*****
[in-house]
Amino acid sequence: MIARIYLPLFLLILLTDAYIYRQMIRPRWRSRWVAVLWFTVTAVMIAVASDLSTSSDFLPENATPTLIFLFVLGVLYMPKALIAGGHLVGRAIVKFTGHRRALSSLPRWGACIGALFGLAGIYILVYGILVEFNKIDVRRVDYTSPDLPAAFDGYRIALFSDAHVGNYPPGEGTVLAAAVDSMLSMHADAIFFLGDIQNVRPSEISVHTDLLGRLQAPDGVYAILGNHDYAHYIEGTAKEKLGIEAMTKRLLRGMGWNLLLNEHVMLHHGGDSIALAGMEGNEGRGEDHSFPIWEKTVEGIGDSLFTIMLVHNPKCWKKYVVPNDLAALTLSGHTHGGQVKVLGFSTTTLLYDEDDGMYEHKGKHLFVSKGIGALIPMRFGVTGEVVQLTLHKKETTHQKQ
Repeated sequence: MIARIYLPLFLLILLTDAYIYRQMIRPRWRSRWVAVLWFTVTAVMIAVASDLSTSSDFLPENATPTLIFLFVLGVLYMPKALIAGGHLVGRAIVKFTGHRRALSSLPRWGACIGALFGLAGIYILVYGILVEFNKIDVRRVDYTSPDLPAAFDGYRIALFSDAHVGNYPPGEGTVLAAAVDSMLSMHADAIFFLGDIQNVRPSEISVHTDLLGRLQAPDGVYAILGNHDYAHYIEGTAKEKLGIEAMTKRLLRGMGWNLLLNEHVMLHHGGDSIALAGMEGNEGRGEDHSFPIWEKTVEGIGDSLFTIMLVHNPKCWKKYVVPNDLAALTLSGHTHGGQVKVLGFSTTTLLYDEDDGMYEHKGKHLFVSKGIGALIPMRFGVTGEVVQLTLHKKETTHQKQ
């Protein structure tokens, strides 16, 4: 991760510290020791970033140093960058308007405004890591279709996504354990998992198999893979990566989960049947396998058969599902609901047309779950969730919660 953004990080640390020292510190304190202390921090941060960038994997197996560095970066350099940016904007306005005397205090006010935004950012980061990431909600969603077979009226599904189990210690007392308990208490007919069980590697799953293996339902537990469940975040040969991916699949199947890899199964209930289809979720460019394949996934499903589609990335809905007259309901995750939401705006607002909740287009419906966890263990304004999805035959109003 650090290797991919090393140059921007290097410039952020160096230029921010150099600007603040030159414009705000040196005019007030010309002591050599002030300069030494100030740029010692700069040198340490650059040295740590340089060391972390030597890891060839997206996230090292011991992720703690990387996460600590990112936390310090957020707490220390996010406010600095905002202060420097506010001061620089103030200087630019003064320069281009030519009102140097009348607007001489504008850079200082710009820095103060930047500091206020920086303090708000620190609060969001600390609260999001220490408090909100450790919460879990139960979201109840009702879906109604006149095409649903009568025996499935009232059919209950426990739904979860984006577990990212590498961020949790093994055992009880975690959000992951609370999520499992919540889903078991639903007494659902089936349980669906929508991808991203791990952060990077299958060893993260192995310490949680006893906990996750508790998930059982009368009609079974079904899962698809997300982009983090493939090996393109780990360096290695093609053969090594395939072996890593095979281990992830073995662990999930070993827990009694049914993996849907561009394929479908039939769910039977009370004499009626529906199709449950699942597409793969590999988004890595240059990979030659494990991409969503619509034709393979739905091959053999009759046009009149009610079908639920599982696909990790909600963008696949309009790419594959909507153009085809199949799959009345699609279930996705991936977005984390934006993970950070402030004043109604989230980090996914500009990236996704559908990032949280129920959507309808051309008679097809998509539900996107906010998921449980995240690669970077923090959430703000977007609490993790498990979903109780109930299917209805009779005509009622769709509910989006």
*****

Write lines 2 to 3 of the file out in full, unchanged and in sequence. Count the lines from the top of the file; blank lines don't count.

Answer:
Amino acid sequence: MIARIYLPLFLLILLTDAYIYRQMIRPRWRSRWVAVLWFTVTAVMIAVASDLSTSSDFLPENATPTLIFLFVLGVLYMPKALIAGGHLVGRAIVKFTGHRRALSSLPRWGACIGALFGLAGIYILVYGILVEFNKIDVRRVDYTSPDLPAAFDGYRIALFSDAHVGNYPPGEGTVLAAAVDSMLSMHADAIFFLGDIQNVRPSEISVHTDLLGRLQAPDGVYAILGNHDYAHYIEGTAKEKLGIEAMTKRLLRGMGWNLLLNEHVMLHHGGDSIALAGMEGNEGRGEDHSFPIWEKTVEGIGDSLFTIMLVHNPKCWKKYVVPNDLAALTLSGHTHGGQVKVLGFSTTTLLYDEDDGMYEHKGKHLFVSKGIGALIPMRFGVTGEVVQLTLHKKETTHQKQ
Repeated sequence: MIARIYLPLFLLILLTDAYIYRQMIRPRWRSRWVAVLWFTVTAVMIAVASDLSTSSDFLPENATPTLIFLFVLGVLYMPKALIAGGHLVGRAIVKFTGHRRALSSLPRWGACIGALFGLAGIYILVYGILVEFNKIDVRRVDYTSPDLPAAFDGYRIALFSDAHVGNYPPGEGTVLAAAVDSMLSMHADAIFFLGDIQNVRPSEISVHTDLLGRLQAPDGVYAILGNHDYAHYIEGTAKEKLGIEAMTKRLLRGMGWNLLLNEHVMLHHGGDSIALAGMEGNEGRGEDHSFPIWEKTVEGIGDSLFTIMLVHNPKCWKKYVVPNDLAALTLSGHTHGGQVKVLGFSTTTLLYDEDDGMYEHKGKHLFVSKGIGALIPMRFGVTGEVVQLTLHKKETTHQKQ